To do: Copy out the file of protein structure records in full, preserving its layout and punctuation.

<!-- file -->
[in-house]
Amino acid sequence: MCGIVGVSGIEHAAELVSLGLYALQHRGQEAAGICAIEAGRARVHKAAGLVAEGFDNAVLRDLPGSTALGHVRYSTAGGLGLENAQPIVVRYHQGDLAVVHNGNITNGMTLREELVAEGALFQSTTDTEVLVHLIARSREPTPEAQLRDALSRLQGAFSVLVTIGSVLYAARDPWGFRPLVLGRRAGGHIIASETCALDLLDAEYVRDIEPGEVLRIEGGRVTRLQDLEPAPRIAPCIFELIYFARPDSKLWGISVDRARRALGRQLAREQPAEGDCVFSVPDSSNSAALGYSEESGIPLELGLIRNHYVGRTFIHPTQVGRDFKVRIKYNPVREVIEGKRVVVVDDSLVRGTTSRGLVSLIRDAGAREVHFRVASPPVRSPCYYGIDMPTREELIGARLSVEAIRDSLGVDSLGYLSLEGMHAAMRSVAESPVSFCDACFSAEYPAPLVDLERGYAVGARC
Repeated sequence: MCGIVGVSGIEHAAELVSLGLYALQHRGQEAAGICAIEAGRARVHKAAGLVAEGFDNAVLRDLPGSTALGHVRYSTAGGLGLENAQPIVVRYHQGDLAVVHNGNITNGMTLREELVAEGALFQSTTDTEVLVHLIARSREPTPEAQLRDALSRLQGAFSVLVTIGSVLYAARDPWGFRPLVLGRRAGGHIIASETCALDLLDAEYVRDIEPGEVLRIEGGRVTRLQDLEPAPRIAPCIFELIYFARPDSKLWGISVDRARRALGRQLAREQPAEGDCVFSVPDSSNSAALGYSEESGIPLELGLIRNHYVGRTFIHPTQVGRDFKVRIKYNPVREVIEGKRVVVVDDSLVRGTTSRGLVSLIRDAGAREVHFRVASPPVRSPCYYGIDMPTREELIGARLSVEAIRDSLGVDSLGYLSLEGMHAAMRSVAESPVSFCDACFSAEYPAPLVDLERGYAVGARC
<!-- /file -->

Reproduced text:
[in-house]
Amino acid sequence: MCGIVGVSGIEHAAELVSLGLYALQHRGQEAAGICAIEAGRARVHKAAGLVAEGFDNAVLRDLPGSTALGHVRYSTAGGLGLENAQPIVVRYHQGDLAVVHNGNITNGMTLREELVAEGALFQSTTDTEVLVHLIARSREPTPEAQLRDALSRLQGAFSVLVTIGSVLYAARDPWGFRPLVLGRRAGGHIIASETCALDLLDAEYVRDIEPGEVLRIEGGRVTRLQDLEPAPRIAPCIFELIYFARPDSKLWGISVDRARRALGRQLAREQPAEGDCVFSVPDSSNSAALGYSEESGIPLELGLIRNHYVGRTFIHPTQVGRDFKVRIKYNPVREVIEGKRVVVVDDSLVRGTTSRGLVSLIRDAGAREVHFRVASPPVRSPCYYGIDMPTREELIGARLSVEAIRDSLGVDSLGYLSLEGMHAAMRSVAESPVSFCDACFSAEYPAPLVDLERGYAVGARC
Repeated sequence: MCGIVGVSGIEHAAELVSLGLYALQHRGQEAAGICAIEAGRARVHKAAGLVAEGFDNAVLRDLPGSTALGHVRYSTAGGLGLENAQPIVVRYHQGDLAVVHNGNITNGMTLREELVAEGALFQSTTDTEVLVHLIARSREPTPEAQLRDALSRLQGAFSVLVTIGSVLYAARDPWGFRPLVLGRRAGGHIIASETCALDLLDAEYVRDIEPGEVLRIEGGRVTRLQDLEPAPRIAPCIFELIYFARPDSKLWGISVDRARRALGRQLAREQPAEGDCVFSVPDSSNSAALGYSEESGIPLELGLIRNHYVGRTFIHPTQVGRDFKVRIKYNPVREVIEGKRVVVVDDSLVRGTTSRGLVSLIRDAGAREVHFRVASPPVRSPCYYGIDMPTREELIGARLSVEAIRDSLGVDSLGYLSLEGMHAAMRSVAESPVSFCDACFSAEYPAPLVDLERGYAVGARC